The thing is, when the marvelous occasion finally came around, I didn't know what to do with myself. As soon as I excitedly waved goodbye to Reuben and kissed the car window (without any sign of remorse), I ran into the house, sat on the sofa... and spent an hour trying to figure out what to do. In theory, 24 hours without Reuben was HEAVEN. In reality, I was faced with the cold hard truth that I don't know what to do without him.
There was only one thing for it. There's only one thing I dream of when Reuben is treading boiled egg into the carpet and playing 'wax on, wax off' with my liquid foundation on the coffee table. I was going to get my hair done. And I was going to sit in that chair and be royally pampered for several hours. And I was going to look like a new woman. A new woman who didn't have a toddler and didn't have dried petit filous matted in her hair. Yet, when I got there, what did I do? I spent 3 hours telling the hairdresser (who I've decided is Belfast's next top model and looked far too stress free to ever have even looked a toddler in the eye) aaaaallll about my 2 year old's birth. I also told her about his favourite food, favourite hobbies, first words, first sentence, favourite holiday, and basically his idea of a perfect first date. And to make matters worse, I clearly had a quarter-life crisis in Reuben's absence and dyed my hair brown. Well... kind of brown... there's still some blonde there. I wasn't drastic enough to leave all my blonde behind - it was a crisis, not a psychotic breakdown. When I came out of the hairdressers, I felt even more lost. In the words of the hairdresser herself I had my 'hair all beautified and nowhere to go'. (It wasn't actually beautifed. It was terrible. But I didn't have the heart to tell her that. In fact I had brown hair dye on my cheek that later turned my face-hair brown. Sure why would I do anything the conventional way?)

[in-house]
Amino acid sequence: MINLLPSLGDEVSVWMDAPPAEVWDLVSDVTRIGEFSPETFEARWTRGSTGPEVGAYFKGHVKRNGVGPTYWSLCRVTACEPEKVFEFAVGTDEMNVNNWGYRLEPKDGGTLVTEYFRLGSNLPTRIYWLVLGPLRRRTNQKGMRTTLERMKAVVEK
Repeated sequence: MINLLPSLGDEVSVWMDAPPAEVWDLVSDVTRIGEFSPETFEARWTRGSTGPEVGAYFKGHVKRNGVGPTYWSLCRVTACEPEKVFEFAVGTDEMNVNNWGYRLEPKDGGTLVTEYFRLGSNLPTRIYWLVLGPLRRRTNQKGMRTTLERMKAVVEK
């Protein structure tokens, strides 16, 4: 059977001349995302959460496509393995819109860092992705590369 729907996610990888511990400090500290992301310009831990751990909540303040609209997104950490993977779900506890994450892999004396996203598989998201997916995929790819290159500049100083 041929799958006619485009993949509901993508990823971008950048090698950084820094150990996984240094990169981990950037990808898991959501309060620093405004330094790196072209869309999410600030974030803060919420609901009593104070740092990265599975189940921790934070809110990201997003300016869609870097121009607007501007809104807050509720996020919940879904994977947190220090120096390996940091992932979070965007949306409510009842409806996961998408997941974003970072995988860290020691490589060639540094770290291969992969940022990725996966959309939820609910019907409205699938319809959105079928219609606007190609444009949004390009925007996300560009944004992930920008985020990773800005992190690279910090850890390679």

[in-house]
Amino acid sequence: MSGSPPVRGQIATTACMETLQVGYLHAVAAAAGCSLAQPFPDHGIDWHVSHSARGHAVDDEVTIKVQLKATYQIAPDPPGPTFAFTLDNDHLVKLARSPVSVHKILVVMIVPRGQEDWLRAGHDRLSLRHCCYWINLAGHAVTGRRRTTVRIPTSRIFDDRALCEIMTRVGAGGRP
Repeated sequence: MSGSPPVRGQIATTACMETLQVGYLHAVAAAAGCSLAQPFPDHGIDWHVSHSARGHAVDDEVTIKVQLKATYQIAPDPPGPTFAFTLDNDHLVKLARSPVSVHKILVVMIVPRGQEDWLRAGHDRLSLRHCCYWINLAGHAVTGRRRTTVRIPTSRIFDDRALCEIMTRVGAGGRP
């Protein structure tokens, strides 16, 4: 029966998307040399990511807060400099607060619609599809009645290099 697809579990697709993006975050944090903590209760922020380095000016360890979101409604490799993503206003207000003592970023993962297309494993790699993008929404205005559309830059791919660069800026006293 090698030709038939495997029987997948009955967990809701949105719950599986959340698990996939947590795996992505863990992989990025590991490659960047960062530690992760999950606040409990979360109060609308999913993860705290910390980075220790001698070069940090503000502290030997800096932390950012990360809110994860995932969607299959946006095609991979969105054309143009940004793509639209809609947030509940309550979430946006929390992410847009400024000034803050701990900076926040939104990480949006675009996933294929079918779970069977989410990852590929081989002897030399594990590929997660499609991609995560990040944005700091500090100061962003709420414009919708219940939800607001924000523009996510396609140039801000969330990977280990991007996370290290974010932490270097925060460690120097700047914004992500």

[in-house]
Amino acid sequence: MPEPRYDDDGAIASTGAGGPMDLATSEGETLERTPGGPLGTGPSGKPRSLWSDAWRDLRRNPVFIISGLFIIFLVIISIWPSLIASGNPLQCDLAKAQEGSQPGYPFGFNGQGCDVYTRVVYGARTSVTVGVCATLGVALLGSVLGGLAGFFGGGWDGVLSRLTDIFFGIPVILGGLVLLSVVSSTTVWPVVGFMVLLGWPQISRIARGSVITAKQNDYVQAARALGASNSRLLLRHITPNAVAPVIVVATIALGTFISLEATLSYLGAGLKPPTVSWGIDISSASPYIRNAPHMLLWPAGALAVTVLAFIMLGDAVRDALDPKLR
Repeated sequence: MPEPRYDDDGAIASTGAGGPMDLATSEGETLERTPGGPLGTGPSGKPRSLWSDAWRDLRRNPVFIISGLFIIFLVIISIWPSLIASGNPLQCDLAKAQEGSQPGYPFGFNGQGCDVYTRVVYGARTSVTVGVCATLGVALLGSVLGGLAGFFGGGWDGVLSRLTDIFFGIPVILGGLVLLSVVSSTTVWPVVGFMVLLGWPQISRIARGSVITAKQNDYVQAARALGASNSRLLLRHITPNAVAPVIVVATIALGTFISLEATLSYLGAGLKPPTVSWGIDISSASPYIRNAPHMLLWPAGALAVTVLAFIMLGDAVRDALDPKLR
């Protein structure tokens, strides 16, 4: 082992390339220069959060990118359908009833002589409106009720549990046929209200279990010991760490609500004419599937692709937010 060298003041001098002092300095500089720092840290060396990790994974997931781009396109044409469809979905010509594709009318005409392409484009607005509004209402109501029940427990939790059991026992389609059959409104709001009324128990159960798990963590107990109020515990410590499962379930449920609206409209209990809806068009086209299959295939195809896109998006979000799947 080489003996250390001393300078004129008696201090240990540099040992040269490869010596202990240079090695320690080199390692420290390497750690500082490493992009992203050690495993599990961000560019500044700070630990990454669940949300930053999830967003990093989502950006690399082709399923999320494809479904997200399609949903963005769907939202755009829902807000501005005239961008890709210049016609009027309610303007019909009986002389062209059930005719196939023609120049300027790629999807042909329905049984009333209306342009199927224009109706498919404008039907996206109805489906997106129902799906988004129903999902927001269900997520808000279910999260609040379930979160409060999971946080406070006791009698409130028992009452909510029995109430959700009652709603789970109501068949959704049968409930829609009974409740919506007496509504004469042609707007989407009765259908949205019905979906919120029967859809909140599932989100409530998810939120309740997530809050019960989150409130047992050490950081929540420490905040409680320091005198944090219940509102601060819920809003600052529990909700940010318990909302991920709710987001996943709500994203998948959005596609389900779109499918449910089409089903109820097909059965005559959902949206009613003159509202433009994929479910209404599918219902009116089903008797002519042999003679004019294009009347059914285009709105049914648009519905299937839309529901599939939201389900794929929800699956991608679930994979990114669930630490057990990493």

I spent the afternoon with my friend Anna who is forever saving me. I pitifully dragged her to 3 coffee shops just so I had something to do and someone to be with. Then I admitted it. I was lost without Reubs. I had nowhere to go and nowhere to be, and was needed by no one. I didn't know what this feeling was. I didn't know what this freedom was. I didn't know what to do when I wasn't being a mum. Even when I'm at uni, I constantly think 'I wonder if Reuben's okay. I wonder what he's doing. I wonder if he misses me'. But on this day I knew he was absolutely fine with my parents and he was having the time of his life. I constantly preach at people that motherhood does not define me. I get frustrated when other people are complimented on their humour, their friendliness, their talents, and I'm always told 'you're a good mum'. Every time, without fail, I scream 'I AM MORE THAN A MUM. THERE IS MORE TO ME THAN THE FACT I GAVE BIRTH. I AM STILL A PERSON. GOD MADE ME WITH OTHER CHARACTERISTICS'. In my defense I think every mama has been there. (They're just better at dealing with it than me). There comes a point when you realise you are no longer known as 'Reb'. You are now known as 'Reuben's mum'. But on this particular day I felt like I had lost my right arm. Maybe it was time to practice what I always preach. Motherhood does not define me.
|2nd Coffee shop. Anna took this photo whilst supervising my|
weird identity meltdown.
Before going home to bed, I stopped with another slightly injured friend to deliver some 'sorry you had a cycling accident' sweets. Much to my disappointment he was doing absolutely fine and my desire to mother him was unfulfilled. Once I went home I was so restless I nearly cleaned. NEARLY. That's when I realised it was time for sleep. And I was so right - I slept from 12-7 without moving. I honestly think I died for 7 hours. It was exactly what I needed. I spent the morning blissfully reading and drinking coffee in bed without being hit across the face with a baby bottle and told to get up and turn on 101 Dalmatians. I went home more than ready to see Reubs but semi-regretted that I didn't embrace my 24 hours off in all its glory. Next time I'm going to write myself a reminder letter of all the things 'Reb' likes to do. Not things that 'Reb the mum' likes to do. And if that fails, I will have a whole stack of kick-up-the-butt-brownies ready just incase.